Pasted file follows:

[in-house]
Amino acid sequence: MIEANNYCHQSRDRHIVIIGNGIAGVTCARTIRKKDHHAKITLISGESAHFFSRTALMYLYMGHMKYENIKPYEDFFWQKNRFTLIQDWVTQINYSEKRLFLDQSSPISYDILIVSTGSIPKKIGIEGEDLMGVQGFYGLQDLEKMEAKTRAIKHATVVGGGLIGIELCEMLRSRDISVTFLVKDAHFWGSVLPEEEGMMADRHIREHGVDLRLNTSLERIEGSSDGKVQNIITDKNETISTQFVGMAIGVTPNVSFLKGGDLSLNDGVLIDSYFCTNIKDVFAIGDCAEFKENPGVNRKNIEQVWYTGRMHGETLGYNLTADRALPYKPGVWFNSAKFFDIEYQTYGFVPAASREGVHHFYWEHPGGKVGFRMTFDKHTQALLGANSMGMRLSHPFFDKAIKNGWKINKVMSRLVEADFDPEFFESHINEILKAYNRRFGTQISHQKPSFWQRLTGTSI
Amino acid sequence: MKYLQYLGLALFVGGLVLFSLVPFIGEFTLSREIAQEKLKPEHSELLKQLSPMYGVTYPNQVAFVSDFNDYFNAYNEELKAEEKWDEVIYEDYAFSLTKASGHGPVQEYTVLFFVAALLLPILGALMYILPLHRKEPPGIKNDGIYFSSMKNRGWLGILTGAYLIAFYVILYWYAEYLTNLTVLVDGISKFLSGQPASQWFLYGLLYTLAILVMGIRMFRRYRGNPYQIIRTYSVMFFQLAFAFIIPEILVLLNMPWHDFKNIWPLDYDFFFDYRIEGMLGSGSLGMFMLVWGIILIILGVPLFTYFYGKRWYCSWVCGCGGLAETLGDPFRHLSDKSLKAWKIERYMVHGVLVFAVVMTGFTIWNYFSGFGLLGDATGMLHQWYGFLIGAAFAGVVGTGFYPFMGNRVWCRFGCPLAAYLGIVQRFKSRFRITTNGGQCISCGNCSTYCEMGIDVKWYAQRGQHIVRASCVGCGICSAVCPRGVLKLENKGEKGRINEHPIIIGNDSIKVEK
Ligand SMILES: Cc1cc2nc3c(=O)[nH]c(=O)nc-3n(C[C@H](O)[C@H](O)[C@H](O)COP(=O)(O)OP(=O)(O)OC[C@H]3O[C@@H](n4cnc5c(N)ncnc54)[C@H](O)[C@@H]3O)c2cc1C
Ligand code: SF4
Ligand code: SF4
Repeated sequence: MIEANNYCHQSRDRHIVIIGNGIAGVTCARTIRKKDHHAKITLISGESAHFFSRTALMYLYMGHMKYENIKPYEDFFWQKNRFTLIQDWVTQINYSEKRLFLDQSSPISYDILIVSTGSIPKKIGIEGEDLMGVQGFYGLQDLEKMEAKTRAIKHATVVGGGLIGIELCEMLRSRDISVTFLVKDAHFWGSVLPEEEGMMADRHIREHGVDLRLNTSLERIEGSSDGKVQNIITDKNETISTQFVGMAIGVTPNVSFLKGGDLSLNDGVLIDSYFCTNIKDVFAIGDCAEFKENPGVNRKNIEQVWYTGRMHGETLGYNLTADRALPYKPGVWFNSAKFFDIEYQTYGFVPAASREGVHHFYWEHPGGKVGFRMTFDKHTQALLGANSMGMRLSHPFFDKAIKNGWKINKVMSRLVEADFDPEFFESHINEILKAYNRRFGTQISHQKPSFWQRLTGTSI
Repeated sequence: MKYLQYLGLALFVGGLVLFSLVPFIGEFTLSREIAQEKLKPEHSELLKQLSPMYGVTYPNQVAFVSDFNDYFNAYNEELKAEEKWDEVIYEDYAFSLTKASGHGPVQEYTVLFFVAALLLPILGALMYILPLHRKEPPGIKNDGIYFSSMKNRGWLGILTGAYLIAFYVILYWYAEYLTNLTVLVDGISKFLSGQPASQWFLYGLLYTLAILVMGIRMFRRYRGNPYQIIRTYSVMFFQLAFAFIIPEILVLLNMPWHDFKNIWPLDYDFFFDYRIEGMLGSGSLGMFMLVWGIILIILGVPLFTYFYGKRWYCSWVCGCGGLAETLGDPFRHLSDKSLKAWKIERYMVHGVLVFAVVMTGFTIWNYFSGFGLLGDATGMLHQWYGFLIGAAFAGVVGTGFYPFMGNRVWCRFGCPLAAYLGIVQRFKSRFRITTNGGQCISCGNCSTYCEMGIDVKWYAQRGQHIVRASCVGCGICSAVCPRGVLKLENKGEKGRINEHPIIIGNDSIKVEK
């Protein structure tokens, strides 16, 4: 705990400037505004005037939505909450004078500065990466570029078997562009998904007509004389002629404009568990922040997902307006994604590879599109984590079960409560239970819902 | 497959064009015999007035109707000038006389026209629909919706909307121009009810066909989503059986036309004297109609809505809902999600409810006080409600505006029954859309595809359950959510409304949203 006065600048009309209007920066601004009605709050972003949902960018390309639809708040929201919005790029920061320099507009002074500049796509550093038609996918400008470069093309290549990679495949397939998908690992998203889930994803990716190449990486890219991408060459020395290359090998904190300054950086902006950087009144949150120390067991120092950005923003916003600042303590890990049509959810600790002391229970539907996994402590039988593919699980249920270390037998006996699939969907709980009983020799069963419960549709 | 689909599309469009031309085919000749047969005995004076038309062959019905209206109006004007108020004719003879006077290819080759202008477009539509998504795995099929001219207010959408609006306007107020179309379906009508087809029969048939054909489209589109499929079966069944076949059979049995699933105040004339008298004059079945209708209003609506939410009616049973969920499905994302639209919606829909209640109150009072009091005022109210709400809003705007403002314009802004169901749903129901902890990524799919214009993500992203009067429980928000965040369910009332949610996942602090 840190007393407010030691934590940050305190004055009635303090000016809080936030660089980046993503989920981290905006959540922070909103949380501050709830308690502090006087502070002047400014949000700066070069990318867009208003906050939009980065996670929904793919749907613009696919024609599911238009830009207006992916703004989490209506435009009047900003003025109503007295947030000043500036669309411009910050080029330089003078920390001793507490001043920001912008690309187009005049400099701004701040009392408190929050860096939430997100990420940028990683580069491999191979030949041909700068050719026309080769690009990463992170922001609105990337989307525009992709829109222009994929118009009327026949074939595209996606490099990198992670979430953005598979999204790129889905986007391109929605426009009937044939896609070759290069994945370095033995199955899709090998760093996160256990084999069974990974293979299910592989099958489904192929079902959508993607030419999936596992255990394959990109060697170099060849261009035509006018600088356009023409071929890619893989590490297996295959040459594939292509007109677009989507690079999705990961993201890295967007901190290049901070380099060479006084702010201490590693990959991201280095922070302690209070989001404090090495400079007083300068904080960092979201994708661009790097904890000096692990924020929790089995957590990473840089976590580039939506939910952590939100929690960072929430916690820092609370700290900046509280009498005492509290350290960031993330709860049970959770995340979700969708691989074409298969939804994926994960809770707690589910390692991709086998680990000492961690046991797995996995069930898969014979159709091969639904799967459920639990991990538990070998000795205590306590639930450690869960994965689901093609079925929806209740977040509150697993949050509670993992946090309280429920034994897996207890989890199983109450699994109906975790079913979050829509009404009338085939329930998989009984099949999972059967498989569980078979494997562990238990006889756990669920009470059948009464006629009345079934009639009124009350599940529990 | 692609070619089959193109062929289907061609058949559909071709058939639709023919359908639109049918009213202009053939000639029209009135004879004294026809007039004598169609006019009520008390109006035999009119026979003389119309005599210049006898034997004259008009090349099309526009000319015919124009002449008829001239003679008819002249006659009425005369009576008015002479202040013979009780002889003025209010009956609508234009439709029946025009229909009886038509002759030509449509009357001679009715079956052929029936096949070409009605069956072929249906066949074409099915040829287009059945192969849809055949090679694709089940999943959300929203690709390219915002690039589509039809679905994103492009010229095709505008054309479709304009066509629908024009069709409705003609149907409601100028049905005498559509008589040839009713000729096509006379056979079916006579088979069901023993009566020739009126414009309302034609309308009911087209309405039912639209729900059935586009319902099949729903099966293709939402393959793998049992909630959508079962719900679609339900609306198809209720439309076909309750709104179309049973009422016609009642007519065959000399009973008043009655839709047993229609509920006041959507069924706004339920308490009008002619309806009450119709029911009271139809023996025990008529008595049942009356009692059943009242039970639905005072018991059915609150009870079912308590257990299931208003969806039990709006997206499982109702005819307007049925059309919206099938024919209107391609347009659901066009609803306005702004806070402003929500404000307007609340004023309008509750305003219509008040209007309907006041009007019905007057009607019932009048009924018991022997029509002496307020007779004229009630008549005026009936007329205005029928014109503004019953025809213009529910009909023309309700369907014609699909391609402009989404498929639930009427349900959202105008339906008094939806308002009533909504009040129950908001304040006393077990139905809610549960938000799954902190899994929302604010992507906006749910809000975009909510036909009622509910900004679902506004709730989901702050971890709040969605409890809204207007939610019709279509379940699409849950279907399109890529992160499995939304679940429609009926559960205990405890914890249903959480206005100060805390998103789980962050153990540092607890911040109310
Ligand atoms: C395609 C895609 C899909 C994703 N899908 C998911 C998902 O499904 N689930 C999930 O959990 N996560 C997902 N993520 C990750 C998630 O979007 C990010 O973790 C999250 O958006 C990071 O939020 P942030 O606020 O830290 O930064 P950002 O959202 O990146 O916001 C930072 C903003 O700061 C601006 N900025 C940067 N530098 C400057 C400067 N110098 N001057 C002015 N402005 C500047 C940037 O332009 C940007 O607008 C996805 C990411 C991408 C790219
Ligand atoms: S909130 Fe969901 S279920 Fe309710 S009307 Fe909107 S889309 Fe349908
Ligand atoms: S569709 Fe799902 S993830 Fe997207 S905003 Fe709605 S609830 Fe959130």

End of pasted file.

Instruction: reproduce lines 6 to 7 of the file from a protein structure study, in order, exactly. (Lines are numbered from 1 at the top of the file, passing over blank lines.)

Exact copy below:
Ligand code: SF4
Repeated sequence: MIEANNYCHQSRDRHIVIIGNGIAGVTCARTIRKKDHHAKITLISGESAHFFSRTALMYLYMGHMKYENIKPYEDFFWQKNRFTLIQDWVTQINYSEKRLFLDQSSPISYDILIVSTGSIPKKIGIEGEDLMGVQGFYGLQDLEKMEAKTRAIKHATVVGGGLIGIELCEMLRSRDISVTFLVKDAHFWGSVLPEEEGMMADRHIREHGVDLRLNTSLERIEGSSDGKVQNIITDKNETISTQFVGMAIGVTPNVSFLKGGDLSLNDGVLIDSYFCTNIKDVFAIGDCAEFKENPGVNRKNIEQVWYTGRMHGETLGYNLTADRALPYKPGVWFNSAKFFDIEYQTYGFVPAASREGVHHFYWEHPGGKVGFRMTFDKHTQALLGANSMGMRLSHPFFDKAIKNGWKINKVMSRLVEADFDPEFFESHINEILKAYNRRFGTQISHQKPSFWQRLTGTSI